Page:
In a time when networking is synonymous with dating, we often overlook the difference between making a positive impression versus making a true impression. As young professionals navigating the social circles of our cities, it becomes increasingly difficult to meet people who are outside of “someone knows someone who knows someone else.” By sheer probability, even the guy you met randomly at Starbucks one afternoon shares a mutual Facebook friend or LinkedIn contact (and how much self-restraint does it take not to do a background check?!).
There are times when a reputation precedes you, and unfortunately it’s usually for the worse than the better. Instead of being talked about as a girl with incredible moral fiber, what makes the water cooler convo is the string of bad decisions so-and-so made (because, obviously, you know someone who knows someone who knows someone else). The worst is when someone contributes feedback of “Oh, I know that guy you just went on a date with for the first time! I heard he hooked up with Mel’s friend and never called her back.” That kind of data needs some major qualifiers, people! Maybe Mel’s friend is a loon and needs a restraining order, or maybe manwhore actually isn’t a manwhore and has legitimate interest in you. People do funny things under the inspiration of legitimate feeling.
Talk about a tough crowd, though. People are out there ready to give (potentially false/inaccurate) information for the sake of just conversing. When you’re not mindful of the repercussions of indulgent behaviour or the backlash from others, making a great first impression can suddenly be tougher than getting into an Ivy league. I’ve had situations where I’ve been “warned” or cautioned about new contacts, whether as dating prospects or female friends. Is it ever possible to overlook that unsolicited feedback about someone else and try to see them in their own light? To try to openly form your own opinion, because you’re paranoid they’re duping you?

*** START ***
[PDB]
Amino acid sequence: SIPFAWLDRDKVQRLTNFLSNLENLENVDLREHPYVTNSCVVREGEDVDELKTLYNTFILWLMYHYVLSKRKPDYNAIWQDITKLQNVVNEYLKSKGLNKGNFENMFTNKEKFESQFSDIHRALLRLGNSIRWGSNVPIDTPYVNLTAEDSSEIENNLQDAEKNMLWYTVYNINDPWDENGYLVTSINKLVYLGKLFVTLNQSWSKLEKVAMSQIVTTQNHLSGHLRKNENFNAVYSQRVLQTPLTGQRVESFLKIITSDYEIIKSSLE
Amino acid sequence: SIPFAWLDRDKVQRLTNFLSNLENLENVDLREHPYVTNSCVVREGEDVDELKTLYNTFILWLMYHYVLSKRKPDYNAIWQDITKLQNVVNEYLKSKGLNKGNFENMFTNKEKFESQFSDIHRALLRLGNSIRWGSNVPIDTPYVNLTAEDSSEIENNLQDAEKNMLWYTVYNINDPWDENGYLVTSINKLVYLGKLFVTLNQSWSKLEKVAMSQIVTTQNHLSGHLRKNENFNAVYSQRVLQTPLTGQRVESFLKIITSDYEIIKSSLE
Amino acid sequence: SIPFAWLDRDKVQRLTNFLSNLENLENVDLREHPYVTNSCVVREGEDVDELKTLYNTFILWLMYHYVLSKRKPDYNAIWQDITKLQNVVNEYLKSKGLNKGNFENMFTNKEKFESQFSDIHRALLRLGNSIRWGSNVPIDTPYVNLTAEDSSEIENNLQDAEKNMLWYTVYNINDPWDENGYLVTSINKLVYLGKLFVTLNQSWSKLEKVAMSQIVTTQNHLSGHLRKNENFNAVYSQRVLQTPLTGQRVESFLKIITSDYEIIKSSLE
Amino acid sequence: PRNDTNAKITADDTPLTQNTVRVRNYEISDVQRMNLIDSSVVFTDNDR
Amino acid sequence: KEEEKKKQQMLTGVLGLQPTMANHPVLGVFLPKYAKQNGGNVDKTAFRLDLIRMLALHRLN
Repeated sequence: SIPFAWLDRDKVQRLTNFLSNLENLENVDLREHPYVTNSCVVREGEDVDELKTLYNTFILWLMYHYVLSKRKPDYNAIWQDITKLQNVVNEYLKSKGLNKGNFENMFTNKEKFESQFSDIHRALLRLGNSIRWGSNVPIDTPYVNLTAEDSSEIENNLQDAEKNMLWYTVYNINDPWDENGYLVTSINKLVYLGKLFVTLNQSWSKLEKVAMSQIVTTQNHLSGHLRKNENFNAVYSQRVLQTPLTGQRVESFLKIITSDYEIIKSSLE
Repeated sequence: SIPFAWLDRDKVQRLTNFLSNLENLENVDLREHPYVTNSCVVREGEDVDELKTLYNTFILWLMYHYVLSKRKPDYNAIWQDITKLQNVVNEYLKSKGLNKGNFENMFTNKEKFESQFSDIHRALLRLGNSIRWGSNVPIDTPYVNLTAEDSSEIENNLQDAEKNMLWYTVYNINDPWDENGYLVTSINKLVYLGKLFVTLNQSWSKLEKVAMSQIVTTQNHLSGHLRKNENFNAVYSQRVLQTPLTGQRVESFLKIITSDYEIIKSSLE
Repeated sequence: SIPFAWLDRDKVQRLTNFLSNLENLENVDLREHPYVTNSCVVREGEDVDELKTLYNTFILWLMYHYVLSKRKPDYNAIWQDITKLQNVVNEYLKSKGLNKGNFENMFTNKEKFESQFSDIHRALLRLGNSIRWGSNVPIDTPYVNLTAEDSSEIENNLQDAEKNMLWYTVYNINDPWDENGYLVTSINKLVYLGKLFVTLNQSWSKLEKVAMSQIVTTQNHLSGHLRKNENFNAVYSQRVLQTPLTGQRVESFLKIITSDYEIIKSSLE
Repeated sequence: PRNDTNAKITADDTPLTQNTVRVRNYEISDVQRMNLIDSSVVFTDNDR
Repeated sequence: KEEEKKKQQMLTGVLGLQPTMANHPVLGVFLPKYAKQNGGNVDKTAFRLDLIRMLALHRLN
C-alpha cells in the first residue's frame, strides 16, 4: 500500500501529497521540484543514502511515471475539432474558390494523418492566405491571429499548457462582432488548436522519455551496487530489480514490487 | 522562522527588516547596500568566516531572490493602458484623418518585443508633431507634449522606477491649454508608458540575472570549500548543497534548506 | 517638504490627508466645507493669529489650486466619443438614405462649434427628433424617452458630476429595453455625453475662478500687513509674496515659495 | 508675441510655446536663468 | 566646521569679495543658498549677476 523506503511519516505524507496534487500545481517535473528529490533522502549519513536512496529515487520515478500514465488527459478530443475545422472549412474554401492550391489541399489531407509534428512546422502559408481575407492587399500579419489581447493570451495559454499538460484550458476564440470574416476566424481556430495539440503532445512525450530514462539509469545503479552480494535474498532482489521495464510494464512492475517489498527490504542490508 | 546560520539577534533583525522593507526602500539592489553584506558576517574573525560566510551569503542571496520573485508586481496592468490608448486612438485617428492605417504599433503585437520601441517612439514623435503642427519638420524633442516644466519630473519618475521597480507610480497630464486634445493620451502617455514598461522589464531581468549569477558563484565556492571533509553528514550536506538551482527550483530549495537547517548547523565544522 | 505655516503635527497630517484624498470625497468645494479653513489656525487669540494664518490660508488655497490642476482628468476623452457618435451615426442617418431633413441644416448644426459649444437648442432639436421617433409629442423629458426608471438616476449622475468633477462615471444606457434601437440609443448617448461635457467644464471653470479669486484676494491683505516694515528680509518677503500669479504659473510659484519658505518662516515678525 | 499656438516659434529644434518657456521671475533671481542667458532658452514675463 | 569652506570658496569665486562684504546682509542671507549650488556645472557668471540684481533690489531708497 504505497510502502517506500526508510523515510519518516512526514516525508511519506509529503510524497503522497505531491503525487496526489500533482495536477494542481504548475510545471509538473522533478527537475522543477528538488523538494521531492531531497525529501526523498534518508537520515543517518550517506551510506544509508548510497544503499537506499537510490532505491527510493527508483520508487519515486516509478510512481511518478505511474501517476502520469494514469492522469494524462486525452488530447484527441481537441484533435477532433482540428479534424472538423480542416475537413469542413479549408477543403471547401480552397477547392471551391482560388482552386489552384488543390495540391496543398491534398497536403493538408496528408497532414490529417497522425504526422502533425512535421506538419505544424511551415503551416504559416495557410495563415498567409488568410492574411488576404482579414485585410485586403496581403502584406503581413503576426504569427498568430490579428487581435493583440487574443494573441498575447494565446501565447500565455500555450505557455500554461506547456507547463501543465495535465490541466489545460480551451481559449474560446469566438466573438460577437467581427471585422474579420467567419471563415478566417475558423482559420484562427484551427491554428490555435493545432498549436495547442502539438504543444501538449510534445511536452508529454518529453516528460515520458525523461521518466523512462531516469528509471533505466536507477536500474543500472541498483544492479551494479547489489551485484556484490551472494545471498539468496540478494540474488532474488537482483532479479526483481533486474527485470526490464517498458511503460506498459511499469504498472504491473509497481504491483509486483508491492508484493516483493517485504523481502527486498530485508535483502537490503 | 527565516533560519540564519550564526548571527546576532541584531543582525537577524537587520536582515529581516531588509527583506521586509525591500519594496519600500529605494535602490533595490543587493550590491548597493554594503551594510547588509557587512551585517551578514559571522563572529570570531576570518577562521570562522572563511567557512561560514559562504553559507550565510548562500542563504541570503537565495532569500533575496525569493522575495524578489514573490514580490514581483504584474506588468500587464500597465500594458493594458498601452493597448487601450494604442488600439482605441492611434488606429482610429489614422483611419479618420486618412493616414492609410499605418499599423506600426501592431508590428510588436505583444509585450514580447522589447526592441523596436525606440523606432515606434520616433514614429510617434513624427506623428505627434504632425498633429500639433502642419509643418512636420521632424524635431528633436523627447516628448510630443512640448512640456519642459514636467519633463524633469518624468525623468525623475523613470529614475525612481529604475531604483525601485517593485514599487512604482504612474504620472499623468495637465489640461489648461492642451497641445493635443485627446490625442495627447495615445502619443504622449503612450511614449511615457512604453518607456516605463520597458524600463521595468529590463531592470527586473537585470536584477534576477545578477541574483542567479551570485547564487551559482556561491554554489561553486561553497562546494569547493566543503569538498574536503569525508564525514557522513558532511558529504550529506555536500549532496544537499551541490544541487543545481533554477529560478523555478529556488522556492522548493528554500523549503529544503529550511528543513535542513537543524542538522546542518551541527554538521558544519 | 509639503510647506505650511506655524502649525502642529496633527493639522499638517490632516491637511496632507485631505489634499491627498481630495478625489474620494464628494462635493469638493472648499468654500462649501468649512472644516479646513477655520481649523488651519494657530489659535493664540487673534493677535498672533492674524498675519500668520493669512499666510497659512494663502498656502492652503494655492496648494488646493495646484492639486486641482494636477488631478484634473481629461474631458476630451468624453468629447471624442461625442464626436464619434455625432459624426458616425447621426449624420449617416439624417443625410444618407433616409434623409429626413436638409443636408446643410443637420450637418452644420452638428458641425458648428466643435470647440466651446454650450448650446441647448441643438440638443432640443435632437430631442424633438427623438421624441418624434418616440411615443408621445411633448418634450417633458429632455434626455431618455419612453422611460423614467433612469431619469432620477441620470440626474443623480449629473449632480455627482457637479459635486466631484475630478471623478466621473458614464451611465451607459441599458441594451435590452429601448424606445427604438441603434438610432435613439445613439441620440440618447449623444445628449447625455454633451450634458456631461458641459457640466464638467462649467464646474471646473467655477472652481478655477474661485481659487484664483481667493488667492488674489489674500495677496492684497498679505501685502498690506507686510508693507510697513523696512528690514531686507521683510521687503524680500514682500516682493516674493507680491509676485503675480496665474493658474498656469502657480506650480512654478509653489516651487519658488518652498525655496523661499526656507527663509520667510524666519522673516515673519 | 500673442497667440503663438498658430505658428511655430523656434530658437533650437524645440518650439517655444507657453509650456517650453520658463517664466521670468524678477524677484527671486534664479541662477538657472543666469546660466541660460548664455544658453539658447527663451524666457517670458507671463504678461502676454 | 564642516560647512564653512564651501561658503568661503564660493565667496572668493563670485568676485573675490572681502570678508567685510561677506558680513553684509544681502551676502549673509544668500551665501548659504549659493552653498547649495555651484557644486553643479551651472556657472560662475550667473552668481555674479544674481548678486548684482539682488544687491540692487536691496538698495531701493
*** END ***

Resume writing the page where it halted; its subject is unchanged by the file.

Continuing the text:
I remember meeting one guy who has a horrible reputation as a man around town. I can’t help but wonder if people who are so pigeonholed into the images they’re expected to portray actually cease to attempt to present true impressions of who they are. If it’s almost easier to act the way everyone assumes you to be, even though it must certainly eat away at you. Everyone tries to present themselves in a flattering light in the early stages of meeting someone (think of the prestigious interview you landed at McKinsey and the perfectly pressed suit you wore to look your best). It’s the same sort of thing on an emotional level when people try to portray the best, socially acceptable traits (aka. politically correct, diplomatic) instead of the rougher edges they’re trying so hard to mask.
Then you end up in the conundrum of “how is it possible to actually get to know someone if they won’t drop their guard and be themselves?” A few months into the dating and relating experience, and you find yourself waking up beside a totally different person to the uber-restrained version you started to get to know. Imagine you find yourself falling in love for the fake version instead of the real, gritty person underneath. Like a salmon resisting the river, you’re fighting constantly against yourself.
So, even though you might have an unsavoury rep, or think you need to swear less in order to make a good impression, I hope that we all try to take the steps to be more authentic versions of ourselves. It saves so much time and energy to do it right the first time, instead of having to realize that the person before you is not at all what you thought. It’s like buyer’s remorse, in a way; you feel duped by the inauthentic portrayal another sells you. Or if you look in the mirror and see a truer person lingering beneath the surface of who you’re trying to be.